Francisca, her friends and the children sang a welcoming song for us.

We went in to their kitchen which is a small building with their dishes and an open fire for cooking.

Residents at a neighboring homestead were preparing to build a new hut.

A very special part of the day was sharing tea and butter and jam sandwiches the villagers prepared for us. Francisca had invited some of her neighbors to join us for the day and during tea they introduced themselves and told us about their families. Then we did the same. After introductions, we asked each other questions about women’s lives.

Before going to their homestead, we went to a market with a list of food items to take as gifts. The list was in Shona, one of the languages of the area, so we had to get help to know what to buy. People in the market were helpful, and everyone laughed as we figured out what to get. I took a picture of three of the girls who helped us. They didn’t like how their picture looked and wanted to pose for another one.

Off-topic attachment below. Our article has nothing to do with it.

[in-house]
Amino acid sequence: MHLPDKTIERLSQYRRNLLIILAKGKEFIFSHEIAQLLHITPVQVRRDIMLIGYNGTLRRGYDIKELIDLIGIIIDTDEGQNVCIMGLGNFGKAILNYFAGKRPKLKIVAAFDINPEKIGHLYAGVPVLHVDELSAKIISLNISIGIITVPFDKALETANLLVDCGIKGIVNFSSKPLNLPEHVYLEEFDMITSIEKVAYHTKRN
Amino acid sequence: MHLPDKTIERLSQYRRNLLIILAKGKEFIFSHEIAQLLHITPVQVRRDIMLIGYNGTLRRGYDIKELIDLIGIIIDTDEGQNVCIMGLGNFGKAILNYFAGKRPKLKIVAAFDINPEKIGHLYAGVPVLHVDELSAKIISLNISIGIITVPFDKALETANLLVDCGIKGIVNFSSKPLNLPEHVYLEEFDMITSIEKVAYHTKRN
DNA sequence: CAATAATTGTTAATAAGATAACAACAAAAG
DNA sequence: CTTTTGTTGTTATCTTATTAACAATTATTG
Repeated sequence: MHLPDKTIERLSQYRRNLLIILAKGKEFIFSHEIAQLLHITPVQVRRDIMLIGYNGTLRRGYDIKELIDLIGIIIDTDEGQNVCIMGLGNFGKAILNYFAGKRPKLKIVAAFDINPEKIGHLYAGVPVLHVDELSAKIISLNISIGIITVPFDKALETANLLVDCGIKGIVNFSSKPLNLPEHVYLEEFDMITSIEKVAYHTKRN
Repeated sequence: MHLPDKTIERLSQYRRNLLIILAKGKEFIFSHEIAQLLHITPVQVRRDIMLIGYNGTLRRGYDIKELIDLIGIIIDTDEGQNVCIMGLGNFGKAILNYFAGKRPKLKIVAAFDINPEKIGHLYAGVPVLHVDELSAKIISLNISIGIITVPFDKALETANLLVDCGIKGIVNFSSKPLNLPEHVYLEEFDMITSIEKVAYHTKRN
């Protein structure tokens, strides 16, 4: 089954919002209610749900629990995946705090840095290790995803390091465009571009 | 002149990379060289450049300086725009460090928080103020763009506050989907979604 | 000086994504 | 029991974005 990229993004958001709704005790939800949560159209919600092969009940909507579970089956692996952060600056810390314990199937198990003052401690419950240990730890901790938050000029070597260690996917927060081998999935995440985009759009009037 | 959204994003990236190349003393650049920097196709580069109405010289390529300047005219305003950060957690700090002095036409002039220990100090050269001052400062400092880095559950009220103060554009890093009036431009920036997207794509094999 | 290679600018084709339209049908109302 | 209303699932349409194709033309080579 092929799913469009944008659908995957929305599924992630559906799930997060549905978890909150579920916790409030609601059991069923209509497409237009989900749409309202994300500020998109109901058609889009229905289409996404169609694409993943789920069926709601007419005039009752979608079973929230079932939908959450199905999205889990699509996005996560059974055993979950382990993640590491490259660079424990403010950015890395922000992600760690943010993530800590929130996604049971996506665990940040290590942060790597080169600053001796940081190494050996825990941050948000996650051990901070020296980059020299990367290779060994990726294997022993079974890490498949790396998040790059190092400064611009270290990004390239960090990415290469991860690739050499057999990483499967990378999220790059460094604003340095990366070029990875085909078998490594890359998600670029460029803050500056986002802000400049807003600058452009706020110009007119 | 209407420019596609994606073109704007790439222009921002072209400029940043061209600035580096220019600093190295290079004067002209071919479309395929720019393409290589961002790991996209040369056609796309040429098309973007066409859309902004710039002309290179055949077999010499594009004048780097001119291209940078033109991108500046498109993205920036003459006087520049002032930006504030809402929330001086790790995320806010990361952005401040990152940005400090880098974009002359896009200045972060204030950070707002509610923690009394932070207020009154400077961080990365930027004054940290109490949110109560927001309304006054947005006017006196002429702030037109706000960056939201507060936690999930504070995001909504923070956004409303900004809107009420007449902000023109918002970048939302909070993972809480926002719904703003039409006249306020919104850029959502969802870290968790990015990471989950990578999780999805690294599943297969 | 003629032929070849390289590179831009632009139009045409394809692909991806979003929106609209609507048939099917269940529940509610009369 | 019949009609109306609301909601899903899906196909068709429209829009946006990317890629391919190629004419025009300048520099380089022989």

One of the most interesting items on our list was a long bar of soap. The villagers wash their clothes by hand using a slice of the soap to rub on their clothes.

The Zimbabwe economy is in bad shape right now; they have no cash. The ATM machines are empty most of the time,and the banks often do not have any cash. People line up in front of the banks early each morning in the hopes of being able to get cash. We gave our cash for the groceries to Phanuel who charged the groceries and took the cash back to the camp staff. Most transactions are conducted via a cell phone app and no cash changes hands.